This lens will mount to a full frame or APS-C sensored body.  As I was testing with a Canon mount, that means on a 7D Mark II the effective focal length range is 240mm-960mm.  960mm at f/6.3 is nothing to snark at.  Sigma also offers this lens with their 1.4x teleconverter as a bundle in some countries.  I was not able to test this to see if AF would hold up through the varying maximum aperture as most AF systems require at least f/8 for AF and with the converter, the lens would deliver about f/9.

The lens comes with a padded Sigma nylon case and a strap to attach to the lens itself.  I cannot overstate the importance of this strap.  The lens is a 6.3 pound deadweight on your lens mount.  If you carry your camera around by the regular neck strap, you are putting an unreasonable strain on the mount.  Use the lens mounted strap only.  Avoid handling the combination by the body alone, support the lens at all times.  I'm afraid that if you mounted this to an entry level body, like one of the Canon Rebels or Nikon D3X00 series bodies, that the weight of the lens could pull the mount right off the camera or at least torque it enough to screw things up badly.  This isn't just a Sigma thing, it's true for all lenses.  I cringe when I see someone carrying a body on a tripod with a monster lens hanging over their shoulder when the only thing keeping the lens from crashing is the lens mount on the camera body.  At least for a short while.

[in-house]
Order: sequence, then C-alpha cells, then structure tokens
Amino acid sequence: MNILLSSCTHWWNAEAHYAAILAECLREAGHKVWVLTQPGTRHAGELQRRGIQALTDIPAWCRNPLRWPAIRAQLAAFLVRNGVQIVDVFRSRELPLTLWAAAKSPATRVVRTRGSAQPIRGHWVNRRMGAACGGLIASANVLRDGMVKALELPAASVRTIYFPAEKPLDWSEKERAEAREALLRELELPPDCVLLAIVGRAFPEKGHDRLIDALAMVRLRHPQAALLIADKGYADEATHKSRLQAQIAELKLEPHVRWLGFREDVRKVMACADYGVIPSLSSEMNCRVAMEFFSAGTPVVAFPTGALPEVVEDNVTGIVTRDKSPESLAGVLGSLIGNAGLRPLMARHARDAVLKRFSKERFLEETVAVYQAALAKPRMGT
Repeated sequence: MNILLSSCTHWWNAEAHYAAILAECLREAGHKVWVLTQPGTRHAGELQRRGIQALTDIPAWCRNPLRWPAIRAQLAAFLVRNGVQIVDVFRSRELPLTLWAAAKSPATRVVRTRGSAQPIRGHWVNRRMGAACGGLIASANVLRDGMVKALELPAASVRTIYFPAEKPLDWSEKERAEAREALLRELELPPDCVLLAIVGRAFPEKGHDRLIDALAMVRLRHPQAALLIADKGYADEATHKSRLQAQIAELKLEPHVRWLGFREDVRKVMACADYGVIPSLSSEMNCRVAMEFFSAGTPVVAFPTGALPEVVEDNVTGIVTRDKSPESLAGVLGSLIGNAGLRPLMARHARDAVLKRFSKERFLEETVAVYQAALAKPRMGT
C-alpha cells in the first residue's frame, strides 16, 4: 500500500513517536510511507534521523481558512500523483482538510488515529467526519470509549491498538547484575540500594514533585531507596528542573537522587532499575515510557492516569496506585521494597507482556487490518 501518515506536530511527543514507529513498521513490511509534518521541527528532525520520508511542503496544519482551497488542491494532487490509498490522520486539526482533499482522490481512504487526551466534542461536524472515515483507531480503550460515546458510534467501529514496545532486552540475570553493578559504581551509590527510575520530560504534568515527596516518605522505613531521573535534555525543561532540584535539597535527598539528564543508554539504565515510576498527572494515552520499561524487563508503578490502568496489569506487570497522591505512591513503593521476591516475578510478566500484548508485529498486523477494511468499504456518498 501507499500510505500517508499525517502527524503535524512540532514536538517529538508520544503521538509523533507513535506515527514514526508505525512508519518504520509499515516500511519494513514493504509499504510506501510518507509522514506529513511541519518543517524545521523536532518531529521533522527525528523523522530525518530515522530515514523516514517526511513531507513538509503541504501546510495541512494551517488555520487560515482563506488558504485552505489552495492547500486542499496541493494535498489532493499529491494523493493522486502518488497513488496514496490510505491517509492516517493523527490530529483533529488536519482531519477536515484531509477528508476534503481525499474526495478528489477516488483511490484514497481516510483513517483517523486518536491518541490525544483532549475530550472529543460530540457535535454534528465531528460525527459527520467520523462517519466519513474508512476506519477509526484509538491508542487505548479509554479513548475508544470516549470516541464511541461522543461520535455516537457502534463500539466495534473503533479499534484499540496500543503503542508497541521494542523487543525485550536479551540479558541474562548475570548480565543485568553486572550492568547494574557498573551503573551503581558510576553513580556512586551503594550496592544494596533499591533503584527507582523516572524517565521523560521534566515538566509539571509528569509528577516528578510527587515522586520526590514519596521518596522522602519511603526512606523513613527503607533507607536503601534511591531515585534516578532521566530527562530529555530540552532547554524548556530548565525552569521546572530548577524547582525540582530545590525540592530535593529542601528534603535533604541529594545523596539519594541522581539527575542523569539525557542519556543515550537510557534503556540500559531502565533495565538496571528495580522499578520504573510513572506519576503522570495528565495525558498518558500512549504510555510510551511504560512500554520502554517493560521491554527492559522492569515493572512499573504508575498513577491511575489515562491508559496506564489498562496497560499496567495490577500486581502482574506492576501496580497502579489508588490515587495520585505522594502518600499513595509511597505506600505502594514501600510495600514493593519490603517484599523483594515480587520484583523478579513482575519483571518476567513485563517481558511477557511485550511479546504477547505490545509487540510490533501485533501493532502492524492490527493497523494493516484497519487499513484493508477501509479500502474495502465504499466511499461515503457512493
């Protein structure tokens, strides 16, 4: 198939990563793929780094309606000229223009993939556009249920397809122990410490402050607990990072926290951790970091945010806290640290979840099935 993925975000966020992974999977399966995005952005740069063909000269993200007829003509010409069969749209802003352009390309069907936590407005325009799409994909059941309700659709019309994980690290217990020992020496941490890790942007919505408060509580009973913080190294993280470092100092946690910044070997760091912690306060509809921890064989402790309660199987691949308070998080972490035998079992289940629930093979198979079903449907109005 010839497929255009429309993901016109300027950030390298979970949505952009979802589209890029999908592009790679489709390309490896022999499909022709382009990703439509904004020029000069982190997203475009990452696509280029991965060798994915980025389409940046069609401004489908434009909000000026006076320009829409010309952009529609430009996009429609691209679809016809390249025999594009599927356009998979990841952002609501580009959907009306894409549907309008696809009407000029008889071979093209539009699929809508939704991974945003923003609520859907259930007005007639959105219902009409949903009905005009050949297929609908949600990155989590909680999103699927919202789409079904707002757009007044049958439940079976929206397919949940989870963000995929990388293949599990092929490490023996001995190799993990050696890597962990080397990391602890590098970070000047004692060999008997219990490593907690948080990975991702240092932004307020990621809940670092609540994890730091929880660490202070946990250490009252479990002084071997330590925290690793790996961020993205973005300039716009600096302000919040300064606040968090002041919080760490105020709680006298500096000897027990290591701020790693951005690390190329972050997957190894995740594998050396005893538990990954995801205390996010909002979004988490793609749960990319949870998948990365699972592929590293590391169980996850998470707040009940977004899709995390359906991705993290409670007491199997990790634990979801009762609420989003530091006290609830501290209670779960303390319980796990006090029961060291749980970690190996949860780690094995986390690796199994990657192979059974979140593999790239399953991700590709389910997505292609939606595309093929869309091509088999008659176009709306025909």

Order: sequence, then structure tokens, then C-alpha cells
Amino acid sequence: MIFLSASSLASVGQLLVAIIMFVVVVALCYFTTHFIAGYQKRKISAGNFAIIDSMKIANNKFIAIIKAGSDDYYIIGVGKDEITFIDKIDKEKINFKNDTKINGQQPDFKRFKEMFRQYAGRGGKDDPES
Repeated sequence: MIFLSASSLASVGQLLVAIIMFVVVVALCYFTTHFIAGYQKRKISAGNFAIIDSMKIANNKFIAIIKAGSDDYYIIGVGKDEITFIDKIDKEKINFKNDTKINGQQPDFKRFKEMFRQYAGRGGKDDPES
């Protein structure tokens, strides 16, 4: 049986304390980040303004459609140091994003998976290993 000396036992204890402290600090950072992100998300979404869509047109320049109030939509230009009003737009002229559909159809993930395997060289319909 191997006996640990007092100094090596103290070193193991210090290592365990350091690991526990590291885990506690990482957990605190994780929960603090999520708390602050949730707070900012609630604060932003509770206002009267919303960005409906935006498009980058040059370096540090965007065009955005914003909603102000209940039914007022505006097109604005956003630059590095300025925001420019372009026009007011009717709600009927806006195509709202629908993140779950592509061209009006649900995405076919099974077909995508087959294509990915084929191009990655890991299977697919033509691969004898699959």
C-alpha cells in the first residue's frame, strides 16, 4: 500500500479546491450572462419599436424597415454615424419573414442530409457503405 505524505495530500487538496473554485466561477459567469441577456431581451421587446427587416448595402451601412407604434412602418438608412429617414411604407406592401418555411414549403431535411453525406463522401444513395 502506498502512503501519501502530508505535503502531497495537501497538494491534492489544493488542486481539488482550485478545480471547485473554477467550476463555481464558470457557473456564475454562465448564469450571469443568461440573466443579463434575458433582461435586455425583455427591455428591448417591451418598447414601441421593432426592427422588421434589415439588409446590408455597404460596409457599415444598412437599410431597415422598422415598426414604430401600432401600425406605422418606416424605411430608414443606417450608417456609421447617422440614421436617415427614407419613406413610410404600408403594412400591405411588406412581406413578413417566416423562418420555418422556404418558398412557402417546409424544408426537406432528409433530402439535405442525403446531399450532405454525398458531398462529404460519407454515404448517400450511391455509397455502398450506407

The tripod foot is built tough.  I've seen some that feel like they would snap off in a strong wind.  This one is very tough and is tapped in multiple places for a 1/4-20 mount.  I leveraged this in my test using a long RRS plate with 2 1/4-20 screws to hold the plate to the foot.  It will sound like griping, but I would have preferred to see one hole tapped for the larger 3/8-16 fitting.  The foot, when rotated to face up, makes an effective grab handle.  I did not find the foot long enough to achieve a gimbal balance without adding the long RRS lens foot plate.